Sometimes You Need More Than Competition

From our Director of Operations, Chris Germano

Over the past few months, I've spent an increasingly minuscule amount of time playing games the way I used to: fast-paced, headset on, lights low, no distractions, and giving it 110%. However, I've recently come to the conclusion that while my interest in competitive gaming hasn't diminished, my satisfaction with online first-person shooters (as a designer) has significantly waned. Don't get me wrong, there are many amazing games that I would love to keep playing, but I know in order to best stay updated on the marketplace and trends in modern gaming, I need to take a step back from what's big and popular. So that's what I did.

Overwatch Logo
Rainbow Six Smoke

Online Gaming: The Usual Suspects

While I managed to free myself from the grasp of Counter Strike and League of Legends earlier this year, I put more time and attention towards Overwatch and Rainbow Six: Siege. While the two games are very different, the appealing attribute they have in common is the option to play in a ranked, competitive environment. This deadly trap here is the ability to immediately affect your personal rank with every game. It's like MMORPG Syndrome reinvented: perform a repetitive task to see numbers go up. This time, the repetitive task is a time-consuming, exhausting online match with no guarantee of success. Overwatch is fantastic with friends and Rainbow Six is one of the best tactical experiences I've played in a long time. Between the two, I'd get whatever online experience I was looking for: fast-paced, slower action, realistic, ridiculous, you name it. Unfortunately, it only took so many frustrated nights of losing my hard-earned ranks to recognize that I had gradually become driven by the numbers game more than the game itself. Once familiar with the core mechanics and objectives in the game, I simply couldn't be bothered to play the game for anything but the competitive modes. I wanted validation for a strong performance, and as soon as I recognized that, I left the match, quit the game, and uninstalled anything that required an internet connection.

For anyone interested, in the last few years or so I've spent a substantial (100+ hours) amount of time playing ranked Overwatch, Rainbow Six: Siege, Hearthstone, League of Legends, Heroes of the Storm, Call of Duty, and Battlefield. Obviously weighted towards generic military shooters.

Designers, ask yourself if you spend too much time with one kind of experience. Start with the kinds of games you like, but abstract what appeals to you. Going genre or mechanic-specific is too narrow, what about the experience appeals to you? The feeling of power? The social connections? Alternatively, the isolation? Once you identify what you're drawn to, look at what you've been spending most of your time playing lately. If you're feeding your desire for a specific experience, that's great for fun but not an effective way to learn and grow as a designer. Never feel bad about what you play, but as a designer you need to always be conscious of why you're playing it.

So What Now?

By no means am I done with online gaming. I know that there is a world of amazing experiences when connecting with players across the world. The problem is, like with most things, there are too many different experiences for any single person to enjoy in a realistic period of time. I plan on going through my laundry list of offline, single-player games, and spend a little time playing them the way they're meant to be played. Exploring a variety of experiences is far more powerful than mastering one, and as a game designer and professional in the industry, I've spent too long not broadening my horizons.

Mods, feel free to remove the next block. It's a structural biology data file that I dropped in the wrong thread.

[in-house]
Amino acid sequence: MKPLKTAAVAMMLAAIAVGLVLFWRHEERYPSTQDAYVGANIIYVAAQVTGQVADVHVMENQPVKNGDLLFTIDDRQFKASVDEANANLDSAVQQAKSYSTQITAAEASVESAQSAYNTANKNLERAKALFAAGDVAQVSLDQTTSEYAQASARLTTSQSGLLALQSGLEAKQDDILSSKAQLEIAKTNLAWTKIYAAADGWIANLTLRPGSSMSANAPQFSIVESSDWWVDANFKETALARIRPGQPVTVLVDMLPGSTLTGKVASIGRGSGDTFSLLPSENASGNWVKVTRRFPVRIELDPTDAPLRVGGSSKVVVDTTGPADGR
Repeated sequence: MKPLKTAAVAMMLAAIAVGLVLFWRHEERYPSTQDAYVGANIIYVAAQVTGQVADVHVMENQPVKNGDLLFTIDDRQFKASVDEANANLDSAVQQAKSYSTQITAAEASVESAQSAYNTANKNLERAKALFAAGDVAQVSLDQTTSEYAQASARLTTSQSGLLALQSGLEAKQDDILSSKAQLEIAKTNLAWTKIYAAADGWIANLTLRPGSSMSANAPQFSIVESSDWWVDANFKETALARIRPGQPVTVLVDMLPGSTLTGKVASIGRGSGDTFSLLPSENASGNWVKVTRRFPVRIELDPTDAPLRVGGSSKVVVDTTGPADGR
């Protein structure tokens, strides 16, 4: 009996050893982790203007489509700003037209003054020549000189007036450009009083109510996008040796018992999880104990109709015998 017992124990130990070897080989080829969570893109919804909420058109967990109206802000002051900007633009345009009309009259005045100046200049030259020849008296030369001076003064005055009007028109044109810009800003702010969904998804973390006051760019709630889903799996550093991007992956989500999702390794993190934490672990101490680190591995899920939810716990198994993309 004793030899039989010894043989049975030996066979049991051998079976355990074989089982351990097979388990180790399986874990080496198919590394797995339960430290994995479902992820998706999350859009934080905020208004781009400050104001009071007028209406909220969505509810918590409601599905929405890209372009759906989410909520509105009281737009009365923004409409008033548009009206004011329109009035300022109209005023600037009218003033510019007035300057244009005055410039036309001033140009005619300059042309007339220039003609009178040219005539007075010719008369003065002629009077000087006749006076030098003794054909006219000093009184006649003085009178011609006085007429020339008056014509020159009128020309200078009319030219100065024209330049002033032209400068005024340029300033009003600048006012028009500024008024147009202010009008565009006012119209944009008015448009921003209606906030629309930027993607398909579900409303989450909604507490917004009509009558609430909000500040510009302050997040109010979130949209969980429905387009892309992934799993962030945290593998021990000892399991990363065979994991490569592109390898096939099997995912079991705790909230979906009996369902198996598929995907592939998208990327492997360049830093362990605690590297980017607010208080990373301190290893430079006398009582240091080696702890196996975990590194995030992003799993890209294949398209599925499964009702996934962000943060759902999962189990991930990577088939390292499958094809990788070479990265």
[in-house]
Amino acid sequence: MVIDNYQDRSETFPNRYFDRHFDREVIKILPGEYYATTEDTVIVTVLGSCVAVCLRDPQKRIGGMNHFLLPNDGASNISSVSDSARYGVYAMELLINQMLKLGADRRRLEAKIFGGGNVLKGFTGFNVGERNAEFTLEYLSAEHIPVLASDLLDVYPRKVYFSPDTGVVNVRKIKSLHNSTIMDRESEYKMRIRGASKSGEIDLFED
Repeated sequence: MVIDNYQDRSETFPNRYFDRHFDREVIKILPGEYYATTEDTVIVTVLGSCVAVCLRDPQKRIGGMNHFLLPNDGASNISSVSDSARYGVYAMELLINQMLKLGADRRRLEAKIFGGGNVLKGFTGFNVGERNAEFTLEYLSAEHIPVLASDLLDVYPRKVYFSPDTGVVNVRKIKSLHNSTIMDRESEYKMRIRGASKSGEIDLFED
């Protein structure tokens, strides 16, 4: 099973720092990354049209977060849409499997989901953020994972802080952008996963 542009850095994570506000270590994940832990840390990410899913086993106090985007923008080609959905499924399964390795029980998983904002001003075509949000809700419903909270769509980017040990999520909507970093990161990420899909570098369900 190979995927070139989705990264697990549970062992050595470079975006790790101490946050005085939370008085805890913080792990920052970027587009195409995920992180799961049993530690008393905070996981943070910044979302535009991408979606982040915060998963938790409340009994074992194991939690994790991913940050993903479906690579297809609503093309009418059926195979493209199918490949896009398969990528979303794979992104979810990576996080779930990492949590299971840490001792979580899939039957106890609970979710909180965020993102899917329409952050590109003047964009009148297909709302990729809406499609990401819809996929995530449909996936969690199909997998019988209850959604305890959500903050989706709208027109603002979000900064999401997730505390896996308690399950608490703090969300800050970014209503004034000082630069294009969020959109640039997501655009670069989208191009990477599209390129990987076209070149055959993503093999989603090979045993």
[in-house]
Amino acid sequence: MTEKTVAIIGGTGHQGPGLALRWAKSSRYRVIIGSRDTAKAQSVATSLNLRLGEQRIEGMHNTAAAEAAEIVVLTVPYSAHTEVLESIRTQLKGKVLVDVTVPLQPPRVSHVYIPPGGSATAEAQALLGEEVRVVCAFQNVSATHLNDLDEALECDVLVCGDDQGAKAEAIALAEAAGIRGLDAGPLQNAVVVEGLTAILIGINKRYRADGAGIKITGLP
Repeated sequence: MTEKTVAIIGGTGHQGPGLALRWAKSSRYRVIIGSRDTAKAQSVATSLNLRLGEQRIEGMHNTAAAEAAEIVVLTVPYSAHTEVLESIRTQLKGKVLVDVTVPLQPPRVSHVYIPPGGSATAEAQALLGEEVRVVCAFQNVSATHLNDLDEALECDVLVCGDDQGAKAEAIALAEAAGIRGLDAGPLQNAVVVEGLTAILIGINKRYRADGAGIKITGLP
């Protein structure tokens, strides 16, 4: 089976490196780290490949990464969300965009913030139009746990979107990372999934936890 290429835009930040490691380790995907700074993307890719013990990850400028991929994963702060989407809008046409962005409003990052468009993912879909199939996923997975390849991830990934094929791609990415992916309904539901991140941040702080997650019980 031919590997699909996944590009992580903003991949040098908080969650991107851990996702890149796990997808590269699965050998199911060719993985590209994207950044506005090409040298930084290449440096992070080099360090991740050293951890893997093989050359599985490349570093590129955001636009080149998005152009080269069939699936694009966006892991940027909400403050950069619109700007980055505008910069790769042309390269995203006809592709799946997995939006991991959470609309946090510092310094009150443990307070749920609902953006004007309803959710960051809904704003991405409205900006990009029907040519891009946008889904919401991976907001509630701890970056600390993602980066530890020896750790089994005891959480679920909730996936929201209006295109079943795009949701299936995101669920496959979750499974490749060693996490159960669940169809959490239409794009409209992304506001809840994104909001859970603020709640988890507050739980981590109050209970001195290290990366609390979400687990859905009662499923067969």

So far I've been greatly enjoying the relaxing yet complex Stardew Valley. I'm looking to stay away from AAA titles for a little while and work my way up in scale. What should be next on my list?

2 Comments

  • Duncan MacLeod

    I 100% went through this with League of Legends a couple of years ago. I realized I was spending 20+ hours a week on a single game, letting all of these other amazing experiences go by. I kept buying Humble Bundles and Steam Sales, wanting to experience these new, finite experiences. I started to love the completionary aspect. Finally know “i got 100% of what i need out of this experience” rather than a constant struggle to climb the escalator going the wrong way that was Ranked LoL.

    I began playing games again and loved it.

    I’ve relapsed however. I’m back to only LoL and i’ve let incredible games that I really LOVE like Horizon Zero Dawn and Bloodborne and The Witness all sit at 20% completion because I just keep going back to LoL every night instead of completing these experiences. Maybe it just is more fun to me to continually try to improve and I do enjoy the gameplay, but it’s a constant internal struggle. I’ll probably end up uninstalling at the end of Season 7 and go back to my PS4 where I have a large backlog waiting for me.

  • Chris

    I think an additional challenge is when you take multiple platforms into consideration, which in retrospect I should have included in the original post. Being a pretty exclusively PC gamer with little interest in consoles (with occasional exceptions for my 3DS), I feel like I’m creating an additional complexity to the issue. While I’m not sucked in to the arguably more distracting world of online competitiveness in console gaming I know exactly what I’m missing out on and ultimately feel more obligated to excel in PC competitiveness in an effort to justify my existing commitment. It’s unfair to draw any conclusions on that phenomenon past the personal level, but I think it would be interesting to see the playing habits of “competitive” gamers on one platform versus many. Thanks for the comment!

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